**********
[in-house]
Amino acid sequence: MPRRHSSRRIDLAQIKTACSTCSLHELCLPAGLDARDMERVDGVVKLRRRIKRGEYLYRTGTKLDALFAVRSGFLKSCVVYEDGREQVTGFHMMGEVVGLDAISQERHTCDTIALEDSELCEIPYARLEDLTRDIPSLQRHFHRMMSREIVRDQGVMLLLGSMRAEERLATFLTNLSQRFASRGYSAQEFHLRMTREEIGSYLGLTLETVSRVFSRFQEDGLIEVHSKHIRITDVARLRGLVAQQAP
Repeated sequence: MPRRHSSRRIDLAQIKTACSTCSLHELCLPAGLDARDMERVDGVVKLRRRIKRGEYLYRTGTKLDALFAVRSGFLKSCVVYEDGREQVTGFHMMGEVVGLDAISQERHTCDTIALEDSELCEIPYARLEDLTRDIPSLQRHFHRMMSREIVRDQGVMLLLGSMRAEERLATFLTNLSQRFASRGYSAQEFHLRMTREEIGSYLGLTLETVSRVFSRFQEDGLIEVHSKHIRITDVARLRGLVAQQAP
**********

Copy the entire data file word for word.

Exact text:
[in-house]
Amino acid sequence: MPRRHSSRRIDLAQIKTACSTCSLHELCLPAGLDARDMERVDGVVKLRRRIKRGEYLYRTGTKLDALFAVRSGFLKSCVVYEDGREQVTGFHMMGEVVGLDAISQERHTCDTIALEDSELCEIPYARLEDLTRDIPSLQRHFHRMMSREIVRDQGVMLLLGSMRAEERLATFLTNLSQRFASRGYSAQEFHLRMTREEIGSYLGLTLETVSRVFSRFQEDGLIEVHSKHIRITDVARLRGLVAQQAP
Repeated sequence: MPRRHSSRRIDLAQIKTACSTCSLHELCLPAGLDARDMERVDGVVKLRRRIKRGEYLYRTGTKLDALFAVRSGFLKSCVVYEDGREQVTGFHMMGEVVGLDAISQERHTCDTIALEDSELCEIPYARLEDLTRDIPSLQRHFHRMMSREIVRDQGVMLLLGSMRAEERLATFLTNLSQRFASRGYSAQEFHLRMTREEIGSYLGLTLETVSRVFSRFQEDGLIEVHSKHIRITDVARLRGLVAQQAP